Prosecutors accused former New Orleans mayor Ray Nagin, who led the city during Hurricane Katrina, of running a graft scheme that netted him cash, vacation trips and granite supplies in exchange for contracts to help rebuild the city after the storm.
Nagin, 57, who was swept into office on promises of good government in 2002 and re-elected in 2006, was indicted a year ago by a federal grand jury on 21 counts of corruption, including bribery, wire fraud, conspiracy, money laundering and filing false tax returns.
“The evidence presented at this trial will show that Ray Nagin was a corrupt mayor — plain and simple,” prosecutor Matthew Coman said in a 45-minute opening statement on Thursday.
Nagin’s attorney, Robert Jenkins, told the jury to expect ample evidence that will counter the prosecution’s charges.
“We have thousands and thousands of e-mails that support that there was no corruption ... no kickbacks,” Jenkins said in his 10-minute-long opening statement.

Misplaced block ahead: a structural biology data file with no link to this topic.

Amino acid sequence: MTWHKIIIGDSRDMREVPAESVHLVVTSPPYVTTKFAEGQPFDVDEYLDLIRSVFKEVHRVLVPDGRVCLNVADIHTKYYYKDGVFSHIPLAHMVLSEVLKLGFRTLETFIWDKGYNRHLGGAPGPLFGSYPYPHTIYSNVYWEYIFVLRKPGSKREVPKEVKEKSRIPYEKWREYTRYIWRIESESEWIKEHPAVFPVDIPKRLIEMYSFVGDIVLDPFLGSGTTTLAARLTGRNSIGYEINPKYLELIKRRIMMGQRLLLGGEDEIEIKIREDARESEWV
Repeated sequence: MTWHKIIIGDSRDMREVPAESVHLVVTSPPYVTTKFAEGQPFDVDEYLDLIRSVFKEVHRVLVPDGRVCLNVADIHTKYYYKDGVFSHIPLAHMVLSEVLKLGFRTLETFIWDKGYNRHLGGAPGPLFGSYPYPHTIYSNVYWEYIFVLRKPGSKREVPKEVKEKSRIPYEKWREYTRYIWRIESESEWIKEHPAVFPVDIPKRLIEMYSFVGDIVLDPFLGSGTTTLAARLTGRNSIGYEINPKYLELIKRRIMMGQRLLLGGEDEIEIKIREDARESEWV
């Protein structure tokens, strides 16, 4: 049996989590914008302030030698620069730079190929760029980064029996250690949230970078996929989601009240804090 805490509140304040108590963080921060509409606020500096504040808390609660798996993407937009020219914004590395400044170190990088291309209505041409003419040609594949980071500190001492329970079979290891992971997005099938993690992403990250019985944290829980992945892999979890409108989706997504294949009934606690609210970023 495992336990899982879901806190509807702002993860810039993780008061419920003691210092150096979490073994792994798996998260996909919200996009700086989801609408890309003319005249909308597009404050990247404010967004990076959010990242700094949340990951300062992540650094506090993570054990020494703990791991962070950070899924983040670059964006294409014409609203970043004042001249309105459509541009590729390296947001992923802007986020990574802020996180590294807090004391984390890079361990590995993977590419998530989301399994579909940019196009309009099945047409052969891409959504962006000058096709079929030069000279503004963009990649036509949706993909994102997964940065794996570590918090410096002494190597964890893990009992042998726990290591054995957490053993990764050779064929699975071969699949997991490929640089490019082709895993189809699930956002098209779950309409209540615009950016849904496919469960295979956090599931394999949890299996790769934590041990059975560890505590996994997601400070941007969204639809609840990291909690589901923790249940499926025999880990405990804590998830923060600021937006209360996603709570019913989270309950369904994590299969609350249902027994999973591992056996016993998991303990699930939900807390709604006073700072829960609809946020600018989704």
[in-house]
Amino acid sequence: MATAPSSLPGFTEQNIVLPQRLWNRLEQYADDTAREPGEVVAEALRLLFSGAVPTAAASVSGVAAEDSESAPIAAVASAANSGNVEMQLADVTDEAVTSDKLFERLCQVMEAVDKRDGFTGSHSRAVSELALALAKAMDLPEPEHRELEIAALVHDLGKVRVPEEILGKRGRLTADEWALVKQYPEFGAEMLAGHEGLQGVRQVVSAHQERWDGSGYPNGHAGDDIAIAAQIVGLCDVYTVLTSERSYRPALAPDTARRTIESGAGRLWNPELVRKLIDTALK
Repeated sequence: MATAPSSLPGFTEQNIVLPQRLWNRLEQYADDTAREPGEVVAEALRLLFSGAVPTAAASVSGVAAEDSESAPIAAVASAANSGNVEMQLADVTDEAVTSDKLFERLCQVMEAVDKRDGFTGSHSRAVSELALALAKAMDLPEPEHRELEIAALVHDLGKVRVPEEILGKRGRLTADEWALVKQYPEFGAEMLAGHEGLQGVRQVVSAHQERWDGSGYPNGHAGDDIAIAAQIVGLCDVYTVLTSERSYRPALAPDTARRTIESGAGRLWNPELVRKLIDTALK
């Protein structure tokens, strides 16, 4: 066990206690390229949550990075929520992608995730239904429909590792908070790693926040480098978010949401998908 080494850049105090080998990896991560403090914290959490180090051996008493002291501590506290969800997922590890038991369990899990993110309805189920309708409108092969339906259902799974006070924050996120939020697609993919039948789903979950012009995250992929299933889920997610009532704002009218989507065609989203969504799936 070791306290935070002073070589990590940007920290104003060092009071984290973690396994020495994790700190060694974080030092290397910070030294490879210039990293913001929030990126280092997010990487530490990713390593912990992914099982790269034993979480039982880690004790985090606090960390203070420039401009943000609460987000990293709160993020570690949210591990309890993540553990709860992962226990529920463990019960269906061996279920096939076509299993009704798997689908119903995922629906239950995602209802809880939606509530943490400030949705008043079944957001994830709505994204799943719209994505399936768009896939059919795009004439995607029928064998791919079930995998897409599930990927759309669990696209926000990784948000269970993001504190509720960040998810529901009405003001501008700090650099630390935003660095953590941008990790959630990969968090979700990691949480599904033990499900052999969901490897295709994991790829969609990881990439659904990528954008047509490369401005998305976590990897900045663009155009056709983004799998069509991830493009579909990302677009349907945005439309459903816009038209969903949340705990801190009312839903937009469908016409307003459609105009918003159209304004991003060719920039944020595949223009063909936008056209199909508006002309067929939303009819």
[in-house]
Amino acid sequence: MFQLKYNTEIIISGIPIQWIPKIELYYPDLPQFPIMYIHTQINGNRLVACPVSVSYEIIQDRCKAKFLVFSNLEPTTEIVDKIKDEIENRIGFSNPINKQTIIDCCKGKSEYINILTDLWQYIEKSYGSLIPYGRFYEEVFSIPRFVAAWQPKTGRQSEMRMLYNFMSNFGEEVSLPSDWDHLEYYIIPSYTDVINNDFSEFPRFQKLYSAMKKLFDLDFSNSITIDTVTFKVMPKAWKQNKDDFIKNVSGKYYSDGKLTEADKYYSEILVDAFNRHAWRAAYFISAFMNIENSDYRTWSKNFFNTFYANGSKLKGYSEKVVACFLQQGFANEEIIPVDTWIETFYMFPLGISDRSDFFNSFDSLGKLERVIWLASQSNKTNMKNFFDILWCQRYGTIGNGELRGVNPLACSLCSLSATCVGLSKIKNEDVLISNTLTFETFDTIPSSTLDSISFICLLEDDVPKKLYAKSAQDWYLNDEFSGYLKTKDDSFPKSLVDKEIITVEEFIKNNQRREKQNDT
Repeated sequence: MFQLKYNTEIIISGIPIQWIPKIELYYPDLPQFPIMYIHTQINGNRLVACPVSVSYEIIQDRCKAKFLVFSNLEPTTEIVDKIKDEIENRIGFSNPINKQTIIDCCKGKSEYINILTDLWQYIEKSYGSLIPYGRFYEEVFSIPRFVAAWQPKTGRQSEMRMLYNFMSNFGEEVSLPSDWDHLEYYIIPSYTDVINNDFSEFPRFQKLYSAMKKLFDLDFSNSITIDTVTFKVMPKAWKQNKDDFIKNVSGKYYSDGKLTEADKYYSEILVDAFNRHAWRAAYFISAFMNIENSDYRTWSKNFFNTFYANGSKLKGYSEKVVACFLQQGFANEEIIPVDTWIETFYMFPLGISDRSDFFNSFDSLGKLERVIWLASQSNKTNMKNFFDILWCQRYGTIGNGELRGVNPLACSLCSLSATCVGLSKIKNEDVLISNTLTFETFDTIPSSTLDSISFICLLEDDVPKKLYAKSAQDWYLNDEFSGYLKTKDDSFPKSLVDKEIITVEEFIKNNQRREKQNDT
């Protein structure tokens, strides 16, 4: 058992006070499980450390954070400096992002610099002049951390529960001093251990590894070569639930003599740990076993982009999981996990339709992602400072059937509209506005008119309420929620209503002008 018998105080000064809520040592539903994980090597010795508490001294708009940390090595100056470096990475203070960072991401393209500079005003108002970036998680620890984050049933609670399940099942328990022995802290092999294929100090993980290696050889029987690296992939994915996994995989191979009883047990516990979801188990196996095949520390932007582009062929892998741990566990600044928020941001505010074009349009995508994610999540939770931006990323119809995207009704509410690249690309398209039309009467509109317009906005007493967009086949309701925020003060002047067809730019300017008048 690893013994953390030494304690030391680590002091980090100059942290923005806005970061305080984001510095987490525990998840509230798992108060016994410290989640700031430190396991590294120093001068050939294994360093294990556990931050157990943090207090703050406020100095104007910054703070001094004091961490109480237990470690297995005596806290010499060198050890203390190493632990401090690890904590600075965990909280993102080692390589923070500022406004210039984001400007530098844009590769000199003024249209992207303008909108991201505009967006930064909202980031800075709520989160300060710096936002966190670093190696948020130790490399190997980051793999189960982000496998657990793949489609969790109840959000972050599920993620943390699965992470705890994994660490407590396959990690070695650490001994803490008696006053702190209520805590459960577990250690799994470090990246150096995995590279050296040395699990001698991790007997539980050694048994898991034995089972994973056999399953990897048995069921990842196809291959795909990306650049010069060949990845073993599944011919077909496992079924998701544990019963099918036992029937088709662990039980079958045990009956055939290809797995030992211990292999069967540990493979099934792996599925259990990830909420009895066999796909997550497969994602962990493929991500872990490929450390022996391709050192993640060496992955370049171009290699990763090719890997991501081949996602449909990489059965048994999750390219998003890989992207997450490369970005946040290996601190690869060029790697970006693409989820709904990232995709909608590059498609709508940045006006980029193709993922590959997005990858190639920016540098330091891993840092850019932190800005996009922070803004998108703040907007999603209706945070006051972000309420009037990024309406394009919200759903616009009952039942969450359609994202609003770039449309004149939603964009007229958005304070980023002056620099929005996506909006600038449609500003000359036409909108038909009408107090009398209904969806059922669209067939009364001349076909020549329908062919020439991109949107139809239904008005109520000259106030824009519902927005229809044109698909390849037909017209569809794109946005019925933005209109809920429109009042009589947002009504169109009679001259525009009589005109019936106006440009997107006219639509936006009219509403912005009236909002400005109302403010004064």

If convicted, Nagin could be sentenced to at least 20 years under federal guidelines, said Tania Tetlow, a Tulane University law professor and former assistant US attorney.
Nagin is accused of receiving kickbacks and free family trips to Hawaii and Jamaica in exchange for contracts for city business.
Prosecutors said a major contractor seeking business from the city gave the mayor US$50,000 in payoffs and sent truckloads of granite worth an estimated US$200,000 to supply a kitchen countertop company Nagin owned with his sons.
Prosecutors allege that Nagin also arranged for post-City Hall payments of more than US$112,000 from contractors.